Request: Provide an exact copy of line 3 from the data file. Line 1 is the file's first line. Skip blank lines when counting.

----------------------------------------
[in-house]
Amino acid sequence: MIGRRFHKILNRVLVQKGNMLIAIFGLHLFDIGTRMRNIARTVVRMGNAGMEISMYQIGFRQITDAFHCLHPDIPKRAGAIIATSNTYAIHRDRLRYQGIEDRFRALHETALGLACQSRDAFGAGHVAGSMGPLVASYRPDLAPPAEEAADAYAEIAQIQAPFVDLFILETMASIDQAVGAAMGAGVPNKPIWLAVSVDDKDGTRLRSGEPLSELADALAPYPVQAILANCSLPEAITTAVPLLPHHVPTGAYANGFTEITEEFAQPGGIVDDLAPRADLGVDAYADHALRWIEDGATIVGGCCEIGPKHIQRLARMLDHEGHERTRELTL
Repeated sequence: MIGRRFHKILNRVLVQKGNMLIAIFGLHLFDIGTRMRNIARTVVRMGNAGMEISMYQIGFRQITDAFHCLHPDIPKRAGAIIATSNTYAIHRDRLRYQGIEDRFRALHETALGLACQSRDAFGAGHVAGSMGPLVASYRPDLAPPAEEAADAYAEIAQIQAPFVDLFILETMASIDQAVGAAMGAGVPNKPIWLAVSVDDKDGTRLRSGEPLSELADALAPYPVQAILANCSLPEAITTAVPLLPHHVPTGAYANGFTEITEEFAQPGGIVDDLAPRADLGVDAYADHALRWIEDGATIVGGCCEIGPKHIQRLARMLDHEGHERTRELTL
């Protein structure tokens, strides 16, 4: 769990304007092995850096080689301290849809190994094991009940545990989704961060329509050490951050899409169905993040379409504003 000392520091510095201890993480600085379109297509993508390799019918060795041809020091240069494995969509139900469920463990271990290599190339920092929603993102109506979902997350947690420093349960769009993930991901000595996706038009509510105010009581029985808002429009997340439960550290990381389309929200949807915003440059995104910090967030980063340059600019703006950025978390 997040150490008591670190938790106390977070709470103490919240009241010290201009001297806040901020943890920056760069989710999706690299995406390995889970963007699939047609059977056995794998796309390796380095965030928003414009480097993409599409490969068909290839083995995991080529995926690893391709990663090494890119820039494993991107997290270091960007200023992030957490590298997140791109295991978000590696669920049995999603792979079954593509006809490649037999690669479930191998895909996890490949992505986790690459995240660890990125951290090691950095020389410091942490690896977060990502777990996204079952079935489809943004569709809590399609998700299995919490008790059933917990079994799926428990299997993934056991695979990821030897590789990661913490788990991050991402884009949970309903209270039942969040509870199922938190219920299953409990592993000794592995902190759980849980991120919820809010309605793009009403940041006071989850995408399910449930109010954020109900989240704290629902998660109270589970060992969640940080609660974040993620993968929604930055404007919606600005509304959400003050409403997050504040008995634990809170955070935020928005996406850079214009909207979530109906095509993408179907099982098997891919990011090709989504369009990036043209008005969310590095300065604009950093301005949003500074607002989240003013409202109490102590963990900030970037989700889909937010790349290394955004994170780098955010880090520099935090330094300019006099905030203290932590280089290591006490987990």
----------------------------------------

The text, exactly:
Repeated sequence: MIGRRFHKILNRVLVQKGNMLIAIFGLHLFDIGTRMRNIARTVVRMGNAGMEISMYQIGFRQITDAFHCLHPDIPKRAGAIIATSNTYAIHRDRLRYQGIEDRFRALHETALGLACQSRDAFGAGHVAGSMGPLVASYRPDLAPPAEEAADAYAEIAQIQAPFVDLFILETMASIDQAVGAAMGAGVPNKPIWLAVSVDDKDGTRLRSGEPLSELADALAPYPVQAILANCSLPEAITTAVPLLPHHVPTGAYANGFTEITEEFAQPGGIVDDLAPRADLGVDAYADHALRWIEDGATIVGGCCEIGPKHIQRLARMLDHEGHERTRELTL